“He never tired of telling us how his mother fed a large family without much money,” said his daughter, Marilyn Fisher. "He told us the hot dogs were split vertically and each child got 1/2 a hot dog per bun to make the hot dogs go further. "
His father was born in Baltimore, but his mother was an immigrant from eastern Russia.
Mr. Fisher was a 1936 graduate of Baltimore City College and initially worked at an aunt’s dry good store. He later sold rugs at a neighborhood department store.
During World War II he served in the Air Force and was assigned to a cryptology unit at bases in California, Texas and Chicago.
“His time in the military opened his eyes to the world,” said his daughter. “He ate non-kosher food and went to the theater. He had lived a sheltered life in Baltimore.”
He met his future wife, Hilda Cohen, at a social club event attended by returning World War II servicemen.
After leaving the military he took courses at the Johns Hopkins University and began selling women’s dresses, dinette sets and other household items in an installment business he operated.
“He had a rack of clothes in the back of his car,” said his daughter.
He later bought ground rents and owned more than 30 rental properties.
A 1980 Sun article described Mr. Fisher as a “strapping man of 60 [with] a salt-and pepper goatee and an infectious energy.”
The article went on to discuss a rent control bill being considered by the Baltimore City Council. The article noted that Mr. Fisher, unlike other landlords, did not oppose rent control.
“Keeping a good tenant is worth not raising the rent,” he said.
Mr. Fisher’s spent 12 years building enthusiasm for a Holocaust memorial in Baltimore that he felt would help people remember the event he knew, but later generations seemed to question.
When the memorial was completed in 1980, a Sun article described it as a “monument to the tenacity of a Baltimore County real estate man as well as to the memory of six million murdered lives.”
The article said that one a spring day in 1968 Mr. Fisher had shown a U.S. Army Signal Corps-produced film of “gaunt concentration camp survivors standing beside piles of human bones” to about 75 ninth graders in the religious studies school of Temple Oheb Shalom.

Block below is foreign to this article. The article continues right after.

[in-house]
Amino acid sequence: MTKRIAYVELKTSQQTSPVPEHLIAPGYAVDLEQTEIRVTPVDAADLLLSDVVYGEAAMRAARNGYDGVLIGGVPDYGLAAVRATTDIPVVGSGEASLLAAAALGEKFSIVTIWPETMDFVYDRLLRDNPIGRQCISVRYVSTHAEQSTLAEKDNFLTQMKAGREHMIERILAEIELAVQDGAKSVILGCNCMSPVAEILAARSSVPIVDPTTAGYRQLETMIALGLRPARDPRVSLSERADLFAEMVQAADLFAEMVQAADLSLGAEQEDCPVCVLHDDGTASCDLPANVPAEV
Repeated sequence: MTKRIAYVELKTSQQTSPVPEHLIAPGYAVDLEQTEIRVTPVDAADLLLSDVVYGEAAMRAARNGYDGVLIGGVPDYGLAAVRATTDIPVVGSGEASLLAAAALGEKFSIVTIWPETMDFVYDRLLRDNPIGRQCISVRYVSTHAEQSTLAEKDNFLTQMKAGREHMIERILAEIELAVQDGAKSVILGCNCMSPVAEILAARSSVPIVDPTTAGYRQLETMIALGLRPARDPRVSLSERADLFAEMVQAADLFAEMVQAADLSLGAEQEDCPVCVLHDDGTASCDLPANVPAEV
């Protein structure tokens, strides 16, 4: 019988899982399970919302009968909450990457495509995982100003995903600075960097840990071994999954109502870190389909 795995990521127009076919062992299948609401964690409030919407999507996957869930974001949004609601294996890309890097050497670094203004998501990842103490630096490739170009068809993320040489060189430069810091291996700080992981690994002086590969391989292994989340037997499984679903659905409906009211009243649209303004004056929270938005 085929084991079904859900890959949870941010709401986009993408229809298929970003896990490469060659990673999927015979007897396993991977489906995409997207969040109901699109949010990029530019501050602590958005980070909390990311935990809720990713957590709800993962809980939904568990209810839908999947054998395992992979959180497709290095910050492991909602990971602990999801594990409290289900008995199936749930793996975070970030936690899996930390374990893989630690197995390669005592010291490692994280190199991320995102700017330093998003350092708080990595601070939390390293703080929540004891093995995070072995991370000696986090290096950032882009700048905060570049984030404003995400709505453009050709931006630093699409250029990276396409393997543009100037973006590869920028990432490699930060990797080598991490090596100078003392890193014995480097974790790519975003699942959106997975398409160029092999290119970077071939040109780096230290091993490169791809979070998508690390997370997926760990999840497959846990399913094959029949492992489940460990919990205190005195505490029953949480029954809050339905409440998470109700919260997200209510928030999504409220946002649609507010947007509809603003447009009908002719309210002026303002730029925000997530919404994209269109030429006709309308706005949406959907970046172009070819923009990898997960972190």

Some of the students said the film was a fake. “Not a single one expressed any horror,” he said, saying that he went home ""a little despondent."
He said even his own children did not fully understand the Holocaust.
“It was not as clear to them as I would have liked,” he said in 1980.
He went on to discuss the Signal Corps film with his wife and “the germ of the idea ” was placed in his mind.
“Mr. Fisher said he blamed the adult Jewish community, himself included, for not having seriously commemorated the Holocaust in a continual and public way dramatic enough to bring Jews and non-Jews together,” The Sun article said.
Nearly 12 years of meeting and planning sessions followed before the memorial was completed at Gay and Water streets in downtown Baltimore.
“Since my Dad wasn’t wealthy, he couldn’t fund the project himself,” said his daughter, Marilyn. “He was able to marshal support in the Jewish community. ...
“My dad was proud to have introduced the idea of a memorial, and other Holocaust memorials have since been established,” his daughter said.
Mr. Fisher was a devotee of Baltimore neighborhood bakeries and often bought peach cakes in season. He also liked to pick up bargains in candy and confections by buying them the day after a holiday.
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Mr. Fisher played tennis, enjoyed running and organized an informal runners’ club. He was a world traveler who made friends on his trips. A member of Road Scholars, he participated in adult learning vacations.
He was a voracious book and newspapers reader who was interested in the world of ideas.
“His read lots of other periodicals including The New Yorker and The New Republic," his daughter said. "His chair in the den was reserved just for him and it was surrounded by teetering piles of library books."
His wife of 73 years, Hilda Cohen Fisher, a retired Goucher College chemistry lab supervisor, died in late 2019. Another daughter, Lynn Toby Fisher, died March 6, a month after her father.
In addition to his daughter, survivors include a son, Robert Fisher of Chicago; another daughter, Arlene Blaker of Baltimore; seven grandchildren; and three great-grandchildren.